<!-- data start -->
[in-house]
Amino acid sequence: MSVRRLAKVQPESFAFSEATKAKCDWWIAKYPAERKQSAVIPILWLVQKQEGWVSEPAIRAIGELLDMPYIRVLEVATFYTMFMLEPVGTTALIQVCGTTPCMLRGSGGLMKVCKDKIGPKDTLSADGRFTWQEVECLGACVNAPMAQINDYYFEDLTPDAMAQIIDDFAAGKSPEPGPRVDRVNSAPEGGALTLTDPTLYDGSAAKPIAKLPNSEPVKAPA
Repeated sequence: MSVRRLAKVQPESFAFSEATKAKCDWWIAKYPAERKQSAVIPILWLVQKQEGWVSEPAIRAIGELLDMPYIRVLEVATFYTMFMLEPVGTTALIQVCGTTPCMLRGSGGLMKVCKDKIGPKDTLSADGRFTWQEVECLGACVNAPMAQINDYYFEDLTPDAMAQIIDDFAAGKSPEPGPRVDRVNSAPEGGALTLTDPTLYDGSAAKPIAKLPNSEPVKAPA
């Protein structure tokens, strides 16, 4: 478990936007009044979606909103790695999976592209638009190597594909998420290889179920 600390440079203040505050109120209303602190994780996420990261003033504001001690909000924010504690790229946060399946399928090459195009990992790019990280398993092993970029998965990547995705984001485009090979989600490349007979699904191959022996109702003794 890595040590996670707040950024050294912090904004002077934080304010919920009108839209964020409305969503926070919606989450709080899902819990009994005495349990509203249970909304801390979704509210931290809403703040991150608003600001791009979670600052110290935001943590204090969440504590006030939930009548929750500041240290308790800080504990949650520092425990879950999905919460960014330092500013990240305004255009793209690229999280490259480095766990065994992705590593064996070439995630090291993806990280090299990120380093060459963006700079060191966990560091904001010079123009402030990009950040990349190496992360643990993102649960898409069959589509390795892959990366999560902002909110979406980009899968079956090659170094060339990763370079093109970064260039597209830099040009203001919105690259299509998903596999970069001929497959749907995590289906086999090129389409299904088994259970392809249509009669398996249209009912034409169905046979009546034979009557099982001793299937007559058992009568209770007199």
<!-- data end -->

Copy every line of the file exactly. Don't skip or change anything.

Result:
[in-house]
Amino acid sequence: MSVRRLAKVQPESFAFSEATKAKCDWWIAKYPAERKQSAVIPILWLVQKQEGWVSEPAIRAIGELLDMPYIRVLEVATFYTMFMLEPVGTTALIQVCGTTPCMLRGSGGLMKVCKDKIGPKDTLSADGRFTWQEVECLGACVNAPMAQINDYYFEDLTPDAMAQIIDDFAAGKSPEPGPRVDRVNSAPEGGALTLTDPTLYDGSAAKPIAKLPNSEPVKAPA
Repeated sequence: MSVRRLAKVQPESFAFSEATKAKCDWWIAKYPAERKQSAVIPILWLVQKQEGWVSEPAIRAIGELLDMPYIRVLEVATFYTMFMLEPVGTTALIQVCGTTPCMLRGSGGLMKVCKDKIGPKDTLSADGRFTWQEVECLGACVNAPMAQINDYYFEDLTPDAMAQIIDDFAAGKSPEPGPRVDRVNSAPEGGALTLTDPTLYDGSAAKPIAKLPNSEPVKAPA
């Protein structure tokens, strides 16, 4: 478990936007009044979606909103790695999976592209638009190597594909998420290889179920 600390440079203040505050109120209303602190994780996420990261003033504001001690909000924010504690790229946060399946399928090459195009990992790019990280398993092993970029998965990547995705984001485009090979989600490349007979699904191959022996109702003794 890595040590996670707040950024050294912090904004002077934080304010919920009108839209964020409305969503926070919606989450709080899902819990009994005495349990509203249970909304801390979704509210931290809403703040991150608003600001791009979670600052110290935001943590204090969440504590006030939930009548929750500041240290308790800080504990949650520092425990879950999905919460960014330092500013990240305004255009793209690229999280490259480095766990065994992705590593064996070439995630090291993806990280090299990120380093060459963006700079060191966990560091904001010079123009402030990009950040990349190496992360643990993102649960898409069959589509390795892959990366999560902002909110979406980009899968079956090659170094060339990763370079093109970064260039597209830099040009203001919105690259299509998903596999970069001929497959749907995590289906086999090129389409299904088994259970392809249509009669398996249209009912034409169905046979009546034979009557099982001793299937007559058992009568209770007199």